The committee encourages applications from all who are new to bibliography, including junior (i.e., untenured) academics, graduate students at the dissertation level, members of the book trade, librarians, curators, collectors, and others of any race, color, sex, sexual orientation, gender identity, religion, creed, national or ethnic origin, citizenship status, age, disability, veteran status or any other legally protected class status. BSA seeks to promote equity, inclusion, and diversity within the field, and encourages work that offers new research on previously under- or misrepresented groups or individuals.

For this year’s application cycle, the selection committee will be accepting joint applications; joint applications require a single abstract and cover letter, along with individual CVs combined into a single PDF, as well as individual recommendation letters. The award will be divided among members of the joint application.

How to Apply

BSA uses Kaleidoscope to manage applications to our programs, and all candidates and recommenders are required to submit materials through that website.

The application form requires: 

1.    A letter of application describing their background in bibliography, and incorporating a short abstract for their proposed paper as well as a brief overview of their proposed 15-minute talk, to be presented at BSA’s annual meeting;

2.    A curriculum vitae;

3.    A letter of recommendation.

Applicants will be prompted to supply the name and email address for a recommender, who will provide a confidential letter of recommendation. Recommenders should be an advisor or colleague who is familiar with the project, and who can speak to how the project will make a contribution to the field of bibliography. (N.B.: Doctoral candidates should request a recommendation from their dissertation director.)

International applicants are welcome to apply.

Mail-in applications and letters of recommendation are not accepted. If the application form is inaccessible for any reason, please contact BSA Executive Director Erin Schreiner at bsa@bibsocamer.org and she will work to accommodate your needs.

The application deadline for consideration in 2021 is September 8, 2020.

Additional note: BSA held an information session for prospective applicants on Friday, June 26. Co-moderated by Barbara Heritage and Cynthia Gibson, the session provided general advice on the application process, and featured former BSA New Scholars Theresa Goodman, Megan Piorko, Simran Thadani, and Matthew Wills, and also included members of the New Scholars Selection Committee.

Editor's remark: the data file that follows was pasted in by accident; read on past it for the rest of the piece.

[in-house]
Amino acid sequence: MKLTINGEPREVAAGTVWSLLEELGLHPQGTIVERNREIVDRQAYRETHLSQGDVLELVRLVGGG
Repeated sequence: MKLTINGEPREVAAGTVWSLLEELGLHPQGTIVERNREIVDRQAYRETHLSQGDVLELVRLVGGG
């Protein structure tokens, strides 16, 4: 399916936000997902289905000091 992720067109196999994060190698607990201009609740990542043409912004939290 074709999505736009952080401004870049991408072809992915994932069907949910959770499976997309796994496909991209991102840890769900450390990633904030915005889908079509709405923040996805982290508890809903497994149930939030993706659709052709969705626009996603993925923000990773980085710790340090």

Click here to watch the recording of this session on YouTube.

The Award

New Scholars applications are evaluated based on their eligibility, overall completeness, and quality, as well as the strength of letters of recommendation. Instructions provided in the BSA’s New Scholars application form are intended to help applicants prepare a competitive submission.

Those selected for the panel will receive an honorarium of $1,000, and will be invited to present their work as part of BSA’s 2021 annual meeting. Expanded versions of papers presented by the BSA New Scholars will be submitted to the editor of The Papers of the Bibliographical Society of America (PBSA) for publication, subject to peer review. Applicants should, therefore, submit new work that has not been accepted for publication elsewhere either in the form of a book chapter (or portion thereof) or article. They will also receive a complimentary one-year BSA membership, and may apply for travel funds to attend a subsequent BSA annual meeting within two years following their presentation to the Society. 

Please note that honoraria paid to non-US citizens may be taxable, and a portion of the honorarium may be withheld for payment to the IRS. Winners of all nationalities will receive award packages with instructions on the forms required for payment.

More Information

Inquiries regarding the program may be directed to Barbara E. Heritage, Chair, New Scholars Program, at new.scholars@bibsocamer.org.

Meghan R. Constantinou, M.A., M.L.I.S.

The Grolier Club
47 East 60th Street
New York, NY  10022
phone: 212-838-6690 ext. 5
fax: 212-838-2445
e-mail: mconstantinou@grolierclub.org
website: www.grolierclub.org

Nadia Sophie Seiler Rare Materials Residency

General Purpose: 

The Nadia Sophie Seiler Rare Materials Residency is a nine-month term-limited position to provide library professionals with substantive exposure to rare materials cataloging. The Residency is made possible by the Nadia Sophie Seiler Memorial Fund and hosted at the Yale Center for British Art. The Residency runs from October 2020 to June 2021.

Under the general direction of the Senior Catalogue Librarian, the Nadia Sophie Seiler Rare Materials Resident creates, enhances, and maintains original and complex bibliographic and authority records for a wide range of special collections materials in various formats for the Department of Rare Books and Manuscripts at the Yale Center for British Art. The Resident will also contribute to YCBA projects and meetings concerning the description, curatorship, and discovery of rare books and manuscripts.

Cataloguing projects for the Residency will be selected based on the Resident’s interests and experience. Possibilities include: the J. R. Abbey collection of color-plate books illustrated in aquatint and lithography; single-item manuscripts documenting British art, society, and culture; atlases and maps from the Paul Mellon Bequest; image collections, including photographs, prints, or sketchbooks; realia / 3D objects; a toy theater collection; small collections of archival material.